Porsche Gets Its Speed from Toyota

I just read this great article over at the Bloomberg Businessweek site titled Porsche ‘Shock Therapy’ Spurs VW, Lufthansa Efficiency Drive. Other than pointing out that Porsche currently has the highest profit margins in the industry, the article discusses how Porsche, under the auspices of CEO Wendelin Wiedeking, began benchmarking Toyota's Lean production techniques back in the 1990s. This current success could indeed be attributed to the lessons learned from Toyota.

One section of the article -- "Taught By Toyota" -- points out how Porsche fully embraced a JIT (just in time) delivery system in cooperation with its suppliers: "Porsche took steps to fine-tune cooperation with suppliers to ensure factories received parts just when they were needed on the assembly line."

For years, Toyota has been operating its "Toyota Production System Support Center" at its North American manufacturing and engineering headquarters in Kentucky "where it holds ongoing seminars for outside companies, as well as schools, hospitals and charities." It appears Porsche has followed this lead as well as it has established its own consulting division and has worked with such clients as "Deutsche Lufthansa AG, Volkswagen AG, and Meyer Werft GmbH" who have "all turned to Porsche to make their manufacturing processes more efficient."

In 1993, Porsche "had a net loss of 122 million euros ($162 million) and sales of no more than 14,000 cars" and now in 2010 posted an "operating margin in the automotive unit in the fiscal first quarter of 19 percent" and earned honors in J.D. Power & Associates’s annual quality study.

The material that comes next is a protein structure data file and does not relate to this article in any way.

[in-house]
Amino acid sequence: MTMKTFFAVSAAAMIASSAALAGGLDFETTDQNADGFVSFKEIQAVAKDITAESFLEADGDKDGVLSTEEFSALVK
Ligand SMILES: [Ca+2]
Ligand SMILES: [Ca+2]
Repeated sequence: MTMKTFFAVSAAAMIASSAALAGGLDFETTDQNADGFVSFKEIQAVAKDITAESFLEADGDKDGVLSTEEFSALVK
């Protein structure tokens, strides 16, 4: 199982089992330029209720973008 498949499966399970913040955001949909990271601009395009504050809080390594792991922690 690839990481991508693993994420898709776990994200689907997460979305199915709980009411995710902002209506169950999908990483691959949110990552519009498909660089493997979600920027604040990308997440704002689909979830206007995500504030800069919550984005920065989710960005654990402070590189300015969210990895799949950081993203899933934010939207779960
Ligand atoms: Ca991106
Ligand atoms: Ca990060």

What do the readers of this blog think of Porsche's success? Does it come as a surprise? Is Porsche building a new culture within its organization?


Lean Labor Management

I recently read a very informative article by Stephen Jannise on the Software Advice site that covers a concept often left out of Lean manufacturing discussions: lean labor management. This article pinpoints three key effects that Lean principles can have on labor management, particularly within the manufacturing industry. These effects are:

  • The metrics of effort and success will differ from a non-Lean environment because the goals for productivity have changed.
  • Employees will be expected to work with greater flexibility and adapt to unique problems that arise each day.
  • Relationships between co-workers, superiors, and subordinates will be reshaped to emphasize managed cooperation over individualized labor.

Jannise continues with a more detailed analysis of each of these areas and makes some crucial points, such as: "If managers in a Lean workplace are going to convince workers to handle more complex tasks, then they must devise ways to reward flexibility," but the overarching theme reinforces an overall transformed mindset. All those involved in the Lean initiative must be ready to exit their respective comfort zones and realize that the majority of the traditional metrics and behaviors not only don't apply, but will ultimately prove detrimental.